Federal Transgender Title IX Rule Blocked Again – Even Judges Say ‘Not So Fast, Biden’

angellodeco / shutterstock.com
angellodeco / shutterstock.com

The Biden administration’s controversial Title IX transgender rule has hit another roadblock. A federal judge issued an order temporarily pausing the rule in six states. The new regulation, which redefines “sex” to include “gender identity,” has sparked widespread outrage for allowing biological males who identify as female to access girls’ locker rooms and bathrooms.

U.S. District Judge Danny C. Reeves minced no words in his memorandum, clearly stating, “There are two sexes: male and female.” His June 17 ruling from the U.S. District Court of the Eastern District of Kentucky, Covington Division, highlights the Department of Education’s (DOE) overreach. Judge Reeves’ order grants a preliminary injunction, blocking the rule’s enforcement in Kentucky, Indiana, Ohio, Tennessee, Virginia, and West Virginia. Similar blocks have been issued in at least five other states.

Judge Reeves concluded that the DOE had overstepped its statutory authority with these new rules, acting in a manner that was “arbitrary and capricious.” This judgment echoes the sentiments of many who see the DOE’s April 19 announcement as an overreach. This final rule extends the decades-old Title IX law, originally designed to prevent sex discrimination in schools, to cover now “sexual orientation” and “gender identity.”

The new rules, scheduled to go into effect on August 1, would permit males identifying as females to use women’s restrooms and locker rooms, join female-only organizations, and require educators to use preferred pronouns. Schools refusing to comply face losing essential federal funding and potential lawsuits.

The DOE’s approach has ignited controversy and a flurry of lawsuits. Judge Reeves emphasized that the Department had failed to adequately address significant concerns about the risks posed by the new rule to student and faculty safety. He pointed out the severe implications for free speech, particularly for educators who might be forced to use pronouns that conflict with their religious or moral beliefs.

“The rule includes a new definition of sexual harassment which may require educators to use pronouns consistent with a student’s purported gender identity rather than their biological sex,” Judge Reeves wrote. He highlighted the pervasive nature of pronoun usage, suggesting that educators would be compelled to conform to students’ preferred pronouns, regardless of their convictions.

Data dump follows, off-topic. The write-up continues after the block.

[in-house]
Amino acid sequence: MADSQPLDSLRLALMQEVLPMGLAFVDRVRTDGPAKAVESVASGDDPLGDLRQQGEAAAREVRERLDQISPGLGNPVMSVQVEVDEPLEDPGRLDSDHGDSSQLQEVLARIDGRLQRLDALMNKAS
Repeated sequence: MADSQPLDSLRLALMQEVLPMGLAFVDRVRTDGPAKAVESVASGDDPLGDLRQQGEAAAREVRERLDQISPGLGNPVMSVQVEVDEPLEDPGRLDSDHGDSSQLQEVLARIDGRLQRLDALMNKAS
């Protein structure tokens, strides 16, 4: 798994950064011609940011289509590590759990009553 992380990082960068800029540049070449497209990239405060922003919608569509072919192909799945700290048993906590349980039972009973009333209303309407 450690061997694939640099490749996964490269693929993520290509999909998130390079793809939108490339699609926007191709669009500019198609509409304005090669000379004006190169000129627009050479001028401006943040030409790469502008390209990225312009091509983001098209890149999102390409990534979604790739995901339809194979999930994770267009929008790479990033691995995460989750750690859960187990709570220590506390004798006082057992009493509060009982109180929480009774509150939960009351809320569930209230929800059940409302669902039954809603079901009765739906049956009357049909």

In response to the ruling, a DOE spokesperson told The Epoch Times that the decision is under review. They asserted that Title IX is designed to ensure no one faces sex discrimination in federally funded educational environments and that the new regulations were crafted following a rigorous process.

“We are reviewing the ruling,” the spokesperson said. “Title IX guarantees that no person experiences sex discrimination in a federally funded educational environment. The Department stands by the final Title IX regulations released in April 2024, and we will continue to fight for every student.”

On the other side of the aisle, Kentucky Attorney General Russell Coleman praised the ruling. “The judge’s order makes clear that the U.S. Department of Education’s attempt to redefine ‘sex’ to include ‘gender identity’ is unlawful and beyond the agency’s regulatory authority,” Coleman said in a statement.

This Kentucky case is just one of at least seven lawsuits backed by more than 20 GOP-led states opposing the Title IX rule. Recently, a Texas judge blocked the new rule’s enforcement in Texas. In contrast, a judge in Louisiana halted its enforcement in Louisiana, Mississippi, Montana, and Idaho.

President Joe Biden’s executive order on March 8, 2021, formally tasked the DOE with amending Title IX to add protections against discrimination based on sexual orientation and gender identity. The Department finalized these changes in April, broadening the definition of sex discrimination and sex-based harassment.

As the Biden administration pushes forward with its agenda, it’s becoming increasingly clear that the fight over Title IX is far from over. The court’s recent decision reflects the broader national debate over the boundaries of gender identity policies in education. The administration may continue to fight for its vision. Still, it faces a determined opposition that is equally committed to preserving traditional definitions of sex and protecting free speech and religious freedoms.